Wild Ideas

A new study has confirmed what you’ve probably suspected for awhile: Spending time in nature without computers, phones, and other electronic devices makes people more creative.

Most city-dwellers and suburbanites can attest that our interactions with nature are declining, while our attachment to technology is on the rise. The number of national park visits per capita has dropped by one-fifth in the last couple of decades, and people are spending less of their recreational time in nature. Researchers had investigated the effect of nature exposure on activities such as proof-reading and attention span, but they hadn’t yet examined possible links with creative problem solving.

In a study published in PLoS ONE, 56 people completed 4- to 6-day hikes in Alaska, Colorado, Maine, or Washington. Participants were not allowed to bring any electronic gadgets with them. Twenty-four of the hikers took a test that measured their creativity and problem-solving skills before the trip began, while the other 32 people took the test on the fourth day of hiking.

People who took the test after hiking scored roughly 50 percent higher than those who took the test before hiking, the study authors report. The improvement suggests that “there is a real, measurable cognitive advantage to be realized if we spend time truly immersed in a natural setting,” the team writes.

The researchers couldn’t say whether the creative bump was caused by an increase in nature exposure or a decrease in technology use. But since the two usually go together, they write, “they may be considered to be different sides of the same coin.”Roberta Kwok | 13 December 2012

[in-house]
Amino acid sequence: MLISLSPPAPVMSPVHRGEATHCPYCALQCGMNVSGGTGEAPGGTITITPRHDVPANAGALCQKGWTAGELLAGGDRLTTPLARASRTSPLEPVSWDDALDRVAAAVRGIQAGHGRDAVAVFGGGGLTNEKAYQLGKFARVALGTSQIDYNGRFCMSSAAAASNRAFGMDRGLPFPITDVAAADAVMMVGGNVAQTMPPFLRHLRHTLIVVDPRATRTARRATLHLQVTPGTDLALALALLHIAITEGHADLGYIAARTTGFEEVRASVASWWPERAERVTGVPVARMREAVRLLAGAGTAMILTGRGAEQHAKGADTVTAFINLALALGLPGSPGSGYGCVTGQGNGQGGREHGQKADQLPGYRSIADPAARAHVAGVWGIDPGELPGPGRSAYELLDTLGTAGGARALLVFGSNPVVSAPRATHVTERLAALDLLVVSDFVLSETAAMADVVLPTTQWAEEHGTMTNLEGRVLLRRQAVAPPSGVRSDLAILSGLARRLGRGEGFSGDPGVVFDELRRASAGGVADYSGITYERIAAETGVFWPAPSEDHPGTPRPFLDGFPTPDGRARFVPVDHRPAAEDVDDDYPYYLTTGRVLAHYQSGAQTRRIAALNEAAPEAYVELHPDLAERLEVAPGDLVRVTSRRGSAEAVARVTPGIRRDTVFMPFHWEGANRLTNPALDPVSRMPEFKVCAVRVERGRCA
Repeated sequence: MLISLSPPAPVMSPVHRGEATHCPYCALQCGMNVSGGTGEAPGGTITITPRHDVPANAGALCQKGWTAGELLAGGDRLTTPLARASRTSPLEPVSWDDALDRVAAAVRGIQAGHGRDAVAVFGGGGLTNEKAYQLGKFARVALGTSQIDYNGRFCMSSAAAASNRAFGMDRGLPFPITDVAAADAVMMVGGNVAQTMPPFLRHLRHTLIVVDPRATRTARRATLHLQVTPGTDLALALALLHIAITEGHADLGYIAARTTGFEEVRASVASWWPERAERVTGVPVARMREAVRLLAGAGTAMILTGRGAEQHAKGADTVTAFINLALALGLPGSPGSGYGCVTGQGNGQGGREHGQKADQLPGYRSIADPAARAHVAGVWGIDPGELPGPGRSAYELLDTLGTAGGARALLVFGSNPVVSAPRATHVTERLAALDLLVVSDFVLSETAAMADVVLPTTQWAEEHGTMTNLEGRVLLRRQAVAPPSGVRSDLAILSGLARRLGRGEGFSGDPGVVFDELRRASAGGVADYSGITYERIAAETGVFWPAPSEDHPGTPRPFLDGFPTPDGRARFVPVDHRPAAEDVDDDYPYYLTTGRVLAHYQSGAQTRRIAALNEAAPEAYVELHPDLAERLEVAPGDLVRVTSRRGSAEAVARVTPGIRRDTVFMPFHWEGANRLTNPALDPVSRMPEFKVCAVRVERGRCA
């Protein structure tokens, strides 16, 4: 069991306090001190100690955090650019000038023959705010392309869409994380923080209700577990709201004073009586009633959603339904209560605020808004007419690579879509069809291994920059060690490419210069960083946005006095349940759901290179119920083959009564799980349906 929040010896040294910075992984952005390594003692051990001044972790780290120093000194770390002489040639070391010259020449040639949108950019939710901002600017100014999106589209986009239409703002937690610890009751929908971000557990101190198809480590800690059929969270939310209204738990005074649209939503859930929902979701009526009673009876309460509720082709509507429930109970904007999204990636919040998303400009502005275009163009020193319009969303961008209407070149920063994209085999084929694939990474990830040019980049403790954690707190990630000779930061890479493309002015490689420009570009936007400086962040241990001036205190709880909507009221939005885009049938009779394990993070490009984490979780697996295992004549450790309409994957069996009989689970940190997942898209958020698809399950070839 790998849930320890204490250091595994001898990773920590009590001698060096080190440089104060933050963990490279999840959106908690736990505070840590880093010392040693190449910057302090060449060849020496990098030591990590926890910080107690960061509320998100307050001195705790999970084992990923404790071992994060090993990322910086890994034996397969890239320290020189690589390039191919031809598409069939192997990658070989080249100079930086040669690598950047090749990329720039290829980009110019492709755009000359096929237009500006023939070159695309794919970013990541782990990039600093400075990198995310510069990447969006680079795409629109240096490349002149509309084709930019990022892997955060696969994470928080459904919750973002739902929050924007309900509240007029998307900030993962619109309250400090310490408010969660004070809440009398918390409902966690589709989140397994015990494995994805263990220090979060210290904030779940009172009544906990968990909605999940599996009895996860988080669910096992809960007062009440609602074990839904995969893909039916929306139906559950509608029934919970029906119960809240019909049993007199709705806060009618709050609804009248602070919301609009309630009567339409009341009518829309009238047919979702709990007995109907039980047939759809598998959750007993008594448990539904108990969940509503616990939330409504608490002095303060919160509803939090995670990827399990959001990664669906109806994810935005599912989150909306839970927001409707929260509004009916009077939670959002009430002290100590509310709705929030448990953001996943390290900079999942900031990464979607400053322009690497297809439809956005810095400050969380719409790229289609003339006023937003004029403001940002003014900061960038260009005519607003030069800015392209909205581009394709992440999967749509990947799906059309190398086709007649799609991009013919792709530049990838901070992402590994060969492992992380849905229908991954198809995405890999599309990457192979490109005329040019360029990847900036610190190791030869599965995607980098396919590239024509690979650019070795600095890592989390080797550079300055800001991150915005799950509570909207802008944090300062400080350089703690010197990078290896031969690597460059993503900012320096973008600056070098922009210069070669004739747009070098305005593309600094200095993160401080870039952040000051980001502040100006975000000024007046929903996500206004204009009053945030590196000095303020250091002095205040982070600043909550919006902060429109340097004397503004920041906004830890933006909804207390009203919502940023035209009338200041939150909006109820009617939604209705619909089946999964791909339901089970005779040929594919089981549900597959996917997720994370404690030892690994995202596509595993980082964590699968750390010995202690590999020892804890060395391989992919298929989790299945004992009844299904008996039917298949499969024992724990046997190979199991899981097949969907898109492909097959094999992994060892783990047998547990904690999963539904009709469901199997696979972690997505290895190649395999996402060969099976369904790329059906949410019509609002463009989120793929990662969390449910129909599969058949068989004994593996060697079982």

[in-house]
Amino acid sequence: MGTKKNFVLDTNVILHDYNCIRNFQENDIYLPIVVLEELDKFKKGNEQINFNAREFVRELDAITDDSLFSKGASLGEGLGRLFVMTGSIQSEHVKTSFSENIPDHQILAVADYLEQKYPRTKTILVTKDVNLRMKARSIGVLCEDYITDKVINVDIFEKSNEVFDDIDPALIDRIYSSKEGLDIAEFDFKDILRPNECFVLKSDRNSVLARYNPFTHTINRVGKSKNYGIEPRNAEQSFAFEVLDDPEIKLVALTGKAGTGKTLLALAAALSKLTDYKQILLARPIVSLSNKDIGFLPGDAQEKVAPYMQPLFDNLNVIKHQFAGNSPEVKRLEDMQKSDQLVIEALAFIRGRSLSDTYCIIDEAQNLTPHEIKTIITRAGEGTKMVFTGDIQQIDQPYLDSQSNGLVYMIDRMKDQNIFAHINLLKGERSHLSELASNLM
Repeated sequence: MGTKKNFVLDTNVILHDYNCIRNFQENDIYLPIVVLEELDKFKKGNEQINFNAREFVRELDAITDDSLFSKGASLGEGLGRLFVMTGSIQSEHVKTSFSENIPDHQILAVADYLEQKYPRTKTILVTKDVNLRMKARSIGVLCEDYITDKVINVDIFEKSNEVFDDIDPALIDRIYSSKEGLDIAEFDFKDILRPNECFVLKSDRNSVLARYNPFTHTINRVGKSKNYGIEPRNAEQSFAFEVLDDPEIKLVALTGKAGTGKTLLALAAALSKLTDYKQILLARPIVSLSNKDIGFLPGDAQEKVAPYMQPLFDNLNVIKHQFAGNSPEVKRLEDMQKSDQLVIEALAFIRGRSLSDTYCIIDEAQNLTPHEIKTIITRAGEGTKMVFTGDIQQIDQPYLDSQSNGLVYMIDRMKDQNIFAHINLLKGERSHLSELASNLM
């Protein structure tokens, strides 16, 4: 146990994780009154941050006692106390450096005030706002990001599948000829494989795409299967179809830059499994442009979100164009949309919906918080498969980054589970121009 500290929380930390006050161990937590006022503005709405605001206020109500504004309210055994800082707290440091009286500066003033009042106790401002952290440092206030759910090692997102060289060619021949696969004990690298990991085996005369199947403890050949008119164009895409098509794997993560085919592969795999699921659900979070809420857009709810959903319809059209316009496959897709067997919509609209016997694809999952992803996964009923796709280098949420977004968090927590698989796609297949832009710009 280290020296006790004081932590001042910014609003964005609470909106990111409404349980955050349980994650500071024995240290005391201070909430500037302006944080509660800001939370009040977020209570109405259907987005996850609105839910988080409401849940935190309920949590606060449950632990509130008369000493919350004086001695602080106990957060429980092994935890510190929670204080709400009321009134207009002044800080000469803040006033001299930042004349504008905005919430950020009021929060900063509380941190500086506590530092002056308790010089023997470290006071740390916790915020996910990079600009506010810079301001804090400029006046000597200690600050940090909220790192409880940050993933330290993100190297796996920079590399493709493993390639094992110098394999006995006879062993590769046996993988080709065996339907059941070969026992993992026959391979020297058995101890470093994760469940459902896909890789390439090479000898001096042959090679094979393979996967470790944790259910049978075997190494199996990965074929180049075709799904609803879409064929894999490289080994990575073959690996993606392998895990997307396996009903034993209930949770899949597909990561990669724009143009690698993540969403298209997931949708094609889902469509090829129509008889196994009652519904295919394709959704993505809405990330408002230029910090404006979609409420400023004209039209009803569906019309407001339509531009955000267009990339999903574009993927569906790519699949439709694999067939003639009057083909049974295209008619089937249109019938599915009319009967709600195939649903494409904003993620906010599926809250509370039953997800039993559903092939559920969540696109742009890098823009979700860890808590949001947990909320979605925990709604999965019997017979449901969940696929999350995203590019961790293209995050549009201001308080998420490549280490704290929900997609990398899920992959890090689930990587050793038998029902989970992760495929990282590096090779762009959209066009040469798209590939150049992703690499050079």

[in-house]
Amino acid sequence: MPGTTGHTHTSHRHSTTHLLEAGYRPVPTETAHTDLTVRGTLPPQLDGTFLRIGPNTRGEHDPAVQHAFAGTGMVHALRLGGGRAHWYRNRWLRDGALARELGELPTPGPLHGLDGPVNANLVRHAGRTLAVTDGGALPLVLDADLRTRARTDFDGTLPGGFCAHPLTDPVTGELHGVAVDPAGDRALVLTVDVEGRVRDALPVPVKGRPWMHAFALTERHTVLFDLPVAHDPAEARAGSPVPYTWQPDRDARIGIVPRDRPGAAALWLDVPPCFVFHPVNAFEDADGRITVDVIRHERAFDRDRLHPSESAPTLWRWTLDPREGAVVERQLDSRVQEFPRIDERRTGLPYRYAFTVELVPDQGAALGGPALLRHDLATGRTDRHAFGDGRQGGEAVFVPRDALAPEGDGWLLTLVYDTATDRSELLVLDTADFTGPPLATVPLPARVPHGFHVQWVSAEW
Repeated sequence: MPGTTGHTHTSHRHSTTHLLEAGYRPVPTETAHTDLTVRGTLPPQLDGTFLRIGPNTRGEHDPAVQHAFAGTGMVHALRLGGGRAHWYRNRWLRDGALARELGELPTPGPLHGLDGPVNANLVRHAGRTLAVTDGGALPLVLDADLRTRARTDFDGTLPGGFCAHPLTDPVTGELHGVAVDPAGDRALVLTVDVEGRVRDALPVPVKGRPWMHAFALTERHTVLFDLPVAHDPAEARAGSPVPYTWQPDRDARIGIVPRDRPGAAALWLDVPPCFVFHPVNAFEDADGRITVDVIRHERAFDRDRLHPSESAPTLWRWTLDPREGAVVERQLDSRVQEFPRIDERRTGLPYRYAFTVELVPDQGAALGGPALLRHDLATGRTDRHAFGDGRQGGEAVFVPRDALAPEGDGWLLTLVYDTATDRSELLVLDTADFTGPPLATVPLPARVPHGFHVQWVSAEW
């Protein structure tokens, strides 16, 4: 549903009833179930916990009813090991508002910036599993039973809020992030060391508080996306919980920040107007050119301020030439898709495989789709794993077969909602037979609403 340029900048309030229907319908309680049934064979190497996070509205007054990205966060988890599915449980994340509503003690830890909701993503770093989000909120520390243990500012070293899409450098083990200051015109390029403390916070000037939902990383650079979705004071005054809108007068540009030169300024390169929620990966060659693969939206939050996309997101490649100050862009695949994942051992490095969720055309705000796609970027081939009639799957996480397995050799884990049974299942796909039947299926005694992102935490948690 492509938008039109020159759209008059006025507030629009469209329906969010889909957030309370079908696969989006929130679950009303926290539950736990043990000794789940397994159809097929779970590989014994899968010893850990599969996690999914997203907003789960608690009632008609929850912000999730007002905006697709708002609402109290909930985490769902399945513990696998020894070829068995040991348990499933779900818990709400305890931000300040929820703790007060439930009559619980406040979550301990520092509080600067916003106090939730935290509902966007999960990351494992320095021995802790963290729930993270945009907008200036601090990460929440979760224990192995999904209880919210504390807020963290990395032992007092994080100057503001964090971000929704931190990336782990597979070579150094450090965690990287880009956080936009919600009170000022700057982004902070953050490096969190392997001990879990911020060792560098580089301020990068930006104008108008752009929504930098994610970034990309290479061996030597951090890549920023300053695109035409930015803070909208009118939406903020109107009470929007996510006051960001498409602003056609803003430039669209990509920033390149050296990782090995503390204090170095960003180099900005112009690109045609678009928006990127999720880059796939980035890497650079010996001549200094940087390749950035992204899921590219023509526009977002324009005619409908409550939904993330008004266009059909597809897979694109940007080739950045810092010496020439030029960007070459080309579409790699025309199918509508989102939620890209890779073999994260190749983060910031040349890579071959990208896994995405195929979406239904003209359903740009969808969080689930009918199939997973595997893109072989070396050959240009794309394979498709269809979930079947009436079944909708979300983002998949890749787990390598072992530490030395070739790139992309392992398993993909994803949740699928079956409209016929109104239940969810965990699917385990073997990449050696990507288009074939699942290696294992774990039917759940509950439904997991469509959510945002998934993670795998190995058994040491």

Source: Atchley, R.A., D.L. Strayer, and P. Atchley. 2012. Creativity in the wild: Improving creative reasoning through immersion in natural settings. PLoS ONE doi: 10.1371/journal.pone.0051474.

Image © SeDmi | Shutterstock.com



  • Harsimran Singh Aulakh December 19, 2012 at 5:42 pm

    I agree.


  • Gerald December 20, 2012 at 8:44 am

    why didn’t they test the SAME people before and after the hikes? I hope the results are true, but the test seems flawed.


    • Kecina December 24, 2012 at 8:34 am

      I’m thinking of the same thing.


    • roberta January 1, 2013 at 3:30 pm

      Hi Gerald,

      I posed your question to one of the study authors, David Strayer. He says that one drawback to testing the same people before and after the hikes is that “there could be practice effects that are responsible for the differences between testing sessions” — “practice effects” meaning that the person might be better at taking the test the second time.

      However, he says the team has also done some research testing the same people on separate occasions and found a 45% improvement. So both study designs appear to produce similar results.



      • Katie January 2, 2013 at 11:20 pm

        Thank you for that response, Roberta! I was wondering the same thing as those above, and it was great to get an explanation.

  • tom December 20, 2012 at 12:05 pm

    The conclusion that humans function more efficiently if exposed as much as possible to a environment that our species evolved in for many millions of years seems so self evident that I cannot see what the study has accomplished.


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